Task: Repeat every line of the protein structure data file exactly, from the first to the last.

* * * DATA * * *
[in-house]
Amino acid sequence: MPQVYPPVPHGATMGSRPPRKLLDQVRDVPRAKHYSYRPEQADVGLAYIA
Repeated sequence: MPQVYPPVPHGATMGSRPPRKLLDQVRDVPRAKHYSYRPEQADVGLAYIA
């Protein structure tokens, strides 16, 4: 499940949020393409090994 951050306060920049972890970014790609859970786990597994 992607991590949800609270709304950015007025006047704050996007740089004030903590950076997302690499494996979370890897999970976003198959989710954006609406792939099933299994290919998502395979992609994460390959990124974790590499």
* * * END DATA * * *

[in-house]
Amino acid sequence: MPQVYPPVPHGATMGSRPPRKLLDQVRDVPRAKHYSYRPEQADVGLAYIA
Repeated sequence: MPQVYPPVPHGATMGSRPPRKLLDQVRDVPRAKHYSYRPEQADVGLAYIA
């Protein structure tokens, strides 16, 4: 499940949020393409090994 951050306060920049972890970014790609859970786990597994 992607991590949800609270709304950015007025006047704050996007740089004030903590950076997302690499494996979370890897999970976003198959989710954006609406792939099933299994290919998502395979992609994460390959990124974790590499």